Presentation is loading. Please wait.

Presentation is loading. Please wait.

Susan Inman, Educational Improvement and Innovation Kathleen Vanderwall, Assessment and Information Services 1.

Similar presentations


Presentation on theme: "Susan Inman, Educational Improvement and Innovation Kathleen Vanderwall, Assessment and Information Services 1."— Presentation transcript:

1 Susan Inman, Educational Improvement and Innovation Kathleen Vanderwall, Assessment and Information Services 1

2 Context for Oregon’s ELL Program  Profile of Oregon English Learners  Programs Providing ELL Services  Funding Sources  School ELP Accountability  System Building Blocks: Standards  English Language Proficiency Assessment  Collaboration with Other States 2

3 Of the approximately 62,000 identified ELLs in Oregon (2010/11):  44,750 (72%) have been identified for four or fewer years  17,677 (28%) have been identified for five or more years 3

4 Oregon ELLs are very diverse:  Native language  Age at which they enter Oregon schools  Parents’ literacy in the native language  Other factors impacting all Oregon students (e.g. poverty, mobility) 4

5  Miguel enters large elementary school as a first grader. His parents are highly literate in the native language of Spanish and are semi- fluent in English.  Natalia enters a small middle school as a 7 th grader. Her parents are illiterate in the native language of Ukrainian and have no English.  Mohamed enters high school as a 9 th grader. His parents are university professors fluent in their native language of Arabic and fluent in English. Mohamed is college bound. 5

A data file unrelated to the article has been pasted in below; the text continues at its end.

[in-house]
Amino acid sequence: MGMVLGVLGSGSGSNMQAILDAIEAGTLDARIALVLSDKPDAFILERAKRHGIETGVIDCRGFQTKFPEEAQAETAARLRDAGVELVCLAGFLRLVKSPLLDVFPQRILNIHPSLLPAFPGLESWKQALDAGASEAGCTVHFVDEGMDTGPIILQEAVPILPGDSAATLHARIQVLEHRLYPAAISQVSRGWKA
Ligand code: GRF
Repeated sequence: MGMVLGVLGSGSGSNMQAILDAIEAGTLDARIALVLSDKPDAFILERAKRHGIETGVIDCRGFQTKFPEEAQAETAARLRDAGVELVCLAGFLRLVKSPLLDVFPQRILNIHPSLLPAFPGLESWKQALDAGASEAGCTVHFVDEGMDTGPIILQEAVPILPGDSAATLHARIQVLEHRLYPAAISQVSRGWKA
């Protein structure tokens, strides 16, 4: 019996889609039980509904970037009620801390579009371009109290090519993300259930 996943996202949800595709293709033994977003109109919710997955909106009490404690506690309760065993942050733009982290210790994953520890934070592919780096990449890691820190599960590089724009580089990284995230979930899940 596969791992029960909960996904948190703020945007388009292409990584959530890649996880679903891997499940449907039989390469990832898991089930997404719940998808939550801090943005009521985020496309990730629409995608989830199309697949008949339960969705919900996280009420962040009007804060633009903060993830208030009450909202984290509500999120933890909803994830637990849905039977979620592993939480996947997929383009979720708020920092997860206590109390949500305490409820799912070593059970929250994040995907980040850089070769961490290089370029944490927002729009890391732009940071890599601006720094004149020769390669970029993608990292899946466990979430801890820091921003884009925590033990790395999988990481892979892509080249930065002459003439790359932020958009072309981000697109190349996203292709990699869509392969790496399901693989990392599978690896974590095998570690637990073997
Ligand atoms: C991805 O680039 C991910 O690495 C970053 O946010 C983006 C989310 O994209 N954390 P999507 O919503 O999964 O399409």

6  Reading Assessment Performance Summary: School Year  All Districts, All Grades 6 % of All Students % of Limited English Proficient Students % of Students Meeting Achievement Standard

7  Reading Assessment Performance Trend: , ,  All Districts, All Grades 7 % of Students Meeting Achievement Standard % of All Students % of Limited English Proficient Students

8 Currently in Oregon there are 152 districts and consortia providing ELL services to approximately 60,000 identified Limited English Proficient students. 8

9  ODE receives a formula allocation that is determined by the US DOE on an annual basis (2011/12- $7.4 million)  This annual amount requires a percentage (up to 15%) be set aside for distribution as the Recent Arriver’s (Immigrant) subgrant  ODE is allowed up to 5% of the total funds to be used for state administration of the program. The remainder is distributed to each ELL program based on a per-pupil basis (2011/12 allocation = $ per student). 9

10  Pursuant to ORS (7)(a)(B), the resident school districts shall receive an additional.5 times the ADM of all eligible students enrolled in an English as a Second Language program  To be eligible, a student must be in the ADM of the school district in grades K through 12 and be a language minority student attending English as a Second Language (ESL) classes in a program which meets basic US DOE and Office of Civil Rights guidelines 10

11  State-defined targets for achievement in English language proficiency as demonstrated on the State English Language Proficiency Assessment (ELPA)  Based on state English Language Proficiency Standards and baseline data derived from ELPA  Used to evaluate the effectiveness of English Language Development (ELD) programs 11

12 Four key elements comprise the AMAOs. These elements highlight different aspects of attainment of English language proficiency.  AMAO 1: Describes the annual increase in progress in learning English.  AMAO 2: Describes the annual increase in attainment of English language proficiency using two separate calculations ◦ AMAO 2A measures the total number of ELL students in a district obtaining proficiency ◦ AMAO 2B measure applies only to students who have been in the program for five or more years. 12